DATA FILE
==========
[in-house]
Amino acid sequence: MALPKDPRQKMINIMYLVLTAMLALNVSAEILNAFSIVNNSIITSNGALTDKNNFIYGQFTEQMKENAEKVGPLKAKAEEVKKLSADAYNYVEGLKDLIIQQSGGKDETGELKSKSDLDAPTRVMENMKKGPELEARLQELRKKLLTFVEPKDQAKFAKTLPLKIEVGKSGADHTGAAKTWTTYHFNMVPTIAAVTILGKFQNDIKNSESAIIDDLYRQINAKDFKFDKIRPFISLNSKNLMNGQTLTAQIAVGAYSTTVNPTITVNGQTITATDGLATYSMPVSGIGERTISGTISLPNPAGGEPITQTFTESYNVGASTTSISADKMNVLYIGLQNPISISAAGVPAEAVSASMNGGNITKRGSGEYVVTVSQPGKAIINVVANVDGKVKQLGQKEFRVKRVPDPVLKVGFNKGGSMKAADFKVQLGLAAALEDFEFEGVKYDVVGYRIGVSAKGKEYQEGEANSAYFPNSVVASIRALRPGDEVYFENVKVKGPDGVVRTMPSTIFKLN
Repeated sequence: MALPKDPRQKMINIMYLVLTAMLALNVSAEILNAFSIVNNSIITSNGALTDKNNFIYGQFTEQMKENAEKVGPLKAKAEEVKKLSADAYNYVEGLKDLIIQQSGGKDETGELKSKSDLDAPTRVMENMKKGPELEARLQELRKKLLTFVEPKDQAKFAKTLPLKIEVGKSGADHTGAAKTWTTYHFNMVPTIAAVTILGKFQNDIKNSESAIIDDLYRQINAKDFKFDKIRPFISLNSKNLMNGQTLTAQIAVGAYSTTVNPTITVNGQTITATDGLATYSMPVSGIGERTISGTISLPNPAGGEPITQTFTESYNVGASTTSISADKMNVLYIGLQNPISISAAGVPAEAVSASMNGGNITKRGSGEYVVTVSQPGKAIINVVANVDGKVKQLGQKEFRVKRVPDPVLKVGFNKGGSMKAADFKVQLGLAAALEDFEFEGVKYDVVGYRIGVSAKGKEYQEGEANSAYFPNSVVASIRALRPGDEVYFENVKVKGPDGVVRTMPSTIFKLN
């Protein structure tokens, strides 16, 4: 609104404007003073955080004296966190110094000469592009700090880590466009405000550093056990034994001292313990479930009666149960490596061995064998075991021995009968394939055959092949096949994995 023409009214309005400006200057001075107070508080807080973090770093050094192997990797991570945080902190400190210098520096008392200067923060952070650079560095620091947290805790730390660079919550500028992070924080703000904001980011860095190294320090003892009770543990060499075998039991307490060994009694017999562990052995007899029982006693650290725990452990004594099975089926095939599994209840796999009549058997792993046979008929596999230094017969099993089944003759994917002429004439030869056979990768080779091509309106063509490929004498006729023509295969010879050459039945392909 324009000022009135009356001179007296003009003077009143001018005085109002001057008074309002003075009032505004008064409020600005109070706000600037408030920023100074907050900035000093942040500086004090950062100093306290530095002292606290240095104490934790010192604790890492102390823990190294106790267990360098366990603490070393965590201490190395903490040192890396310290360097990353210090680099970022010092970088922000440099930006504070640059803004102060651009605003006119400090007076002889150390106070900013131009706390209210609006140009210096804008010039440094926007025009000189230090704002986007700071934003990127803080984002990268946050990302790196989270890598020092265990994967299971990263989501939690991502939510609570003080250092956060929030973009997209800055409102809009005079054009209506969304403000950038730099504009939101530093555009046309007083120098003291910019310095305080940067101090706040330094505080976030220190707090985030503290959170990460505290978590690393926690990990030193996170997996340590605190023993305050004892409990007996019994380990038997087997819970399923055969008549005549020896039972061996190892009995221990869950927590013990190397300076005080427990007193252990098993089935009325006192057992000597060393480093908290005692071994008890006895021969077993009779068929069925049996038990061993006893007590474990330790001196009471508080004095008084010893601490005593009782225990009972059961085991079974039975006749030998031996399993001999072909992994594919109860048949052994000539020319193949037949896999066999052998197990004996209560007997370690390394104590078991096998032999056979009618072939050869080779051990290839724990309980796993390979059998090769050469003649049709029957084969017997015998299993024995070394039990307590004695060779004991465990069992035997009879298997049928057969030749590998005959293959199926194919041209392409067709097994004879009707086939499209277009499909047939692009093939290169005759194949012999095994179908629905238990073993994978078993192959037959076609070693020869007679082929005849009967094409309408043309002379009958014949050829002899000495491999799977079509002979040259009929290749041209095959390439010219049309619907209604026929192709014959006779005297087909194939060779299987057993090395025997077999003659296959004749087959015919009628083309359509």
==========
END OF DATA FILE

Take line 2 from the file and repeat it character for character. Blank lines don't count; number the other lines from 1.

Amino acid sequence: MALPKDPRQKMINIMYLVLTAMLALNVSAEILNAFSIVNNSIITSNGALTDKNNFIYGQFTEQMKENAEKVGPLKAKAEEVKKLSADAYNYVEGLKDLIIQQSGGKDETGELKSKSDLDAPTRVMENMKKGPELEARLQELRKKLLTFVEPKDQAKFAKTLPLKIEVGKSGADHTGAAKTWTTYHFNMVPTIAAVTILGKFQNDIKNSESAIIDDLYRQINAKDFKFDKIRPFISLNSKNLMNGQTLTAQIAVGAYSTTVNPTITVNGQTITATDGLATYSMPVSGIGERTISGTISLPNPAGGEPITQTFTESYNVGASTTSISADKMNVLYIGLQNPISISAAGVPAEAVSASMNGGNITKRGSGEYVVTVSQPGKAIINVVANVDGKVKQLGQKEFRVKRVPDPVLKVGFNKGGSMKAADFKVQLGLAAALEDFEFEGVKYDVVGYRIGVSAKGKEYQEGEANSAYFPNSVVASIRALRPGDEVYFENVKVKGPDGVVRTMPSTIFKLN